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# Change in linear and rotational kinetic energy from force

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I''m trying to figure out how much a force acting on an object contributes to the object''s linear and rotational motion. The force and its distance from the center of mass is given, as is the mass and moment of inertia of the object. I''m using the Newtonian equations F = ma and t = Ia. If the force is acting on the center of mass, it''s easy. I can get linear acceleration from the first equation and torque is zero, so there''s no change in rotation. But if the force is producing a torque I get confused. I think it''s correct to use the 2nd equation to calculate the angular acceleration (I just multiply the force by its distance from the center of mass and the sinus of the angle between the force and the rotation axis). However, I clearly can''t just use the first equation, F = ma, because the force isn''t acting on the center. The question is, how much does the force contribute to linear acceleration? I''ve read about conservation of energy and stuff like KE(total) = KE(linear) + KE(rotational). Since I can calculate angular acceleration from above, I can calculate the change in angular (or rotational) KE. But how do I calculate the total KE to get linear KE? Perhaps there''s another approach to get linear acceleration? Please share your ideas.

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you have to split the force into a linear accelerating and an angular acclerating part. If r is the vector from the object''s center of mass to the point on which the force acts and r0 = r/|r|, the linear accelerating part is

F_l = (F*r0)*r0

where (F*r0) is a dot product (it''s simply the projection of the force vector onto the radial vector r)

now the rest is the angular accelerating force

F_r = F - (F*r0)*r0

and the torque is

t = r x F_r

where x means a cross product

energies:
rotational energy = I*w²/2 (with the angular velocity w)
linear kinetic energy = m*v²/2
rotational energy increment dE_R = t*dphi (torque times change of angle)
linear kinetic energy increment dE_L = F_l*ds (force times change in position)

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Thanks for the reply. Splitting the force makes sense, but the way you split it doesn't entirely make sense to me. Ok, so r0 is the normalized vector from the center of mass to the point on which the force acts. You're saying that if the force and r0 are at 90 degrees, the force doesn't contribute to linear acceleration at all? That doesn't seem right. Suppose you hit a vertically-hanging pencil horizontally and you hit it at some point other than its center. The pencil will rotate but it will also fly forward and the closer you hit it to center, the more it will fly forward, yet in this case F and r0 are always at 90 degrees no matter how far from the center F acts unless of course it acts exactly on the center.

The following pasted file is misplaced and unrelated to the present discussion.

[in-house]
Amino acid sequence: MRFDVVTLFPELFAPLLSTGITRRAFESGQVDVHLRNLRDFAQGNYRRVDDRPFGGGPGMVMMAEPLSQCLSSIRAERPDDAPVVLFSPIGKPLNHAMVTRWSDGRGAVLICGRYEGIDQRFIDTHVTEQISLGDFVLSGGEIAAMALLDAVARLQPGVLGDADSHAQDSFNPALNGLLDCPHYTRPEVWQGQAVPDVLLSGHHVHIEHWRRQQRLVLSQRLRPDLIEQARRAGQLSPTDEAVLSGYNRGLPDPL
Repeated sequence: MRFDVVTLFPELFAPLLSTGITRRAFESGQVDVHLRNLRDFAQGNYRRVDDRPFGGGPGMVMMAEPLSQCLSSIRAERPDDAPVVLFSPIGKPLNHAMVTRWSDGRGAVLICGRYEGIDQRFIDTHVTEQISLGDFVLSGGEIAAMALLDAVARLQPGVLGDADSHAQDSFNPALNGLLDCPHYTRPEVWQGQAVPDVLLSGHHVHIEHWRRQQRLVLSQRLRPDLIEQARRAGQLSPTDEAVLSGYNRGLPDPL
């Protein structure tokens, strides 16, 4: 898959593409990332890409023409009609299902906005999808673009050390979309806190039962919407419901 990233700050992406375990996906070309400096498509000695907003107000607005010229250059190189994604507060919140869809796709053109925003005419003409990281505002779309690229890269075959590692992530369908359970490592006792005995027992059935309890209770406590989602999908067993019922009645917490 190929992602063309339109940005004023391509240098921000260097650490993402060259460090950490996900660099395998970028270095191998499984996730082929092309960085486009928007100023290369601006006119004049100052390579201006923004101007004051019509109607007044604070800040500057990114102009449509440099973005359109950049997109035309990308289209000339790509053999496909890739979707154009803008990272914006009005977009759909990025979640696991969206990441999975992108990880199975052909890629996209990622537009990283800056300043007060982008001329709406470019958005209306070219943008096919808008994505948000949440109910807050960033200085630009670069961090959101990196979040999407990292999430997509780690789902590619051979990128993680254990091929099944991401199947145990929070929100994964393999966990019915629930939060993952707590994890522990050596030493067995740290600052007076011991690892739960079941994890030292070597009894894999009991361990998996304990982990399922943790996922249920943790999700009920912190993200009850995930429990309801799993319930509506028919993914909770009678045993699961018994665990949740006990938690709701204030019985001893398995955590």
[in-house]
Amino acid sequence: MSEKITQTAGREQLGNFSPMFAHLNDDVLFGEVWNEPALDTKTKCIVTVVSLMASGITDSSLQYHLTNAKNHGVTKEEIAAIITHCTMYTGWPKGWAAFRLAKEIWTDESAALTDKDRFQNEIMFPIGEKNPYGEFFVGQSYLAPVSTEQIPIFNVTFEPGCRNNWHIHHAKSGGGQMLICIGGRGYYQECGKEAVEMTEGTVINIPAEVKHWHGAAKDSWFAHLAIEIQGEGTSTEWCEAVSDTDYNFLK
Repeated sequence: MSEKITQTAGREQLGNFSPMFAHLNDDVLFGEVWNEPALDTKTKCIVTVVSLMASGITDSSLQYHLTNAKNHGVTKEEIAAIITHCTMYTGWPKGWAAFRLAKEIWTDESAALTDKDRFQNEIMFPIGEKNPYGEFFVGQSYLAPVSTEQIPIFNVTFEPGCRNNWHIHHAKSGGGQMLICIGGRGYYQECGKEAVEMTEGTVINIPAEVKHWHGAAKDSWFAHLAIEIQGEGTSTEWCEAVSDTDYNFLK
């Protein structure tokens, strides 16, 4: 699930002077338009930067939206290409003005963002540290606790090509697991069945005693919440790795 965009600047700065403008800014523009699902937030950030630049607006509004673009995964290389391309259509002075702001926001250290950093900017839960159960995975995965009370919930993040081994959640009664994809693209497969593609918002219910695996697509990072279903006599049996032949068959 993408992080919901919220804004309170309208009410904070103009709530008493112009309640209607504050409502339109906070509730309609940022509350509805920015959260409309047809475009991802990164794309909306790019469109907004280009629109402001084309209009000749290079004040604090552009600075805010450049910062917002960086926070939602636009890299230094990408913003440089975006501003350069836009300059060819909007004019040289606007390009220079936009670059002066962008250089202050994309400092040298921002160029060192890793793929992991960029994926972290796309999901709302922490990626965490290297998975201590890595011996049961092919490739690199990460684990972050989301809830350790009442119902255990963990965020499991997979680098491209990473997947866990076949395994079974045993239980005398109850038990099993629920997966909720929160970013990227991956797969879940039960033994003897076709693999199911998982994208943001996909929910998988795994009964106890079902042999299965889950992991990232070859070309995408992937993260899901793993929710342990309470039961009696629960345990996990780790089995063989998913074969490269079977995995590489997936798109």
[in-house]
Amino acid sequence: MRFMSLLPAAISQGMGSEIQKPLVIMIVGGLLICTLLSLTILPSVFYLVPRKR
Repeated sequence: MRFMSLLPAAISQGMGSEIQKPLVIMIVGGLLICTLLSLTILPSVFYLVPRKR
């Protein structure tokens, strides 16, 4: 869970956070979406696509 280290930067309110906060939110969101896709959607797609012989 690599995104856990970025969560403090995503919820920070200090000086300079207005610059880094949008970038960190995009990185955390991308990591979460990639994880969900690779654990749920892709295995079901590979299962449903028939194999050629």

[edited by - Michael_S on January 12, 2004 5:29:06 PM]

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i think this is because it''s very hard to apply the force only perpendicular to r0. as you touch the pencil you apply a force which will cause it to rotate slightly. then you are still applying the force in the same direction but now it''s not exactly perpendicular to r0 so you get a forward movement. if you''re nearer to the center of mass the the angle of the pencil is bigger for a given distance which the point where you apply the force has moved so it''s harder to apply only forces perpendicular to r0.

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You can calculate linear motion and angular motion independently.

For example, given a RigidBody RB with mass m, inertia I and centermass in cm. Given a force F actuating in r1 of RB surface.

Linear Motion
-------------

a = F / m

Angular Motion
---------------

a = Torque * I ^(-1)
a = ((r1 - cm) x F) * I ^(-1);

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AP got it right....
true, you always get linear motion if you apply a force at a point... sorry for the disinformation.

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I''m sorry but both of you are incorrect. AP, you cannot use the F = ma equation like that because F is assumed to be acting on the center of mass, and in my problem it''s not. Ga, I actually used your idea a long time ago, but quickly realized it''s false. It becomes clear when you have an object like a very thin rod, maybe just 1 mm in thickness. You can see that F and r0 will always be at almost 90 degrees, even when F is close to the center of mass, yet there will definitely be linear acceleration.

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Michael_S trust me. What i''m saying is true.
I can give you an explanation if you want. But that is something you will find in the literature.

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AP is right. it's the way to do it.

a small rigid body demo here

[edited by - oliii on January 14, 2004 3:31:59 PM]

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AP, yes please explain. Also explain why it makes no difference in linear acceleration whether you hit a rod at the center of mass or at the edge. My observation from experiments tells me otherwise.

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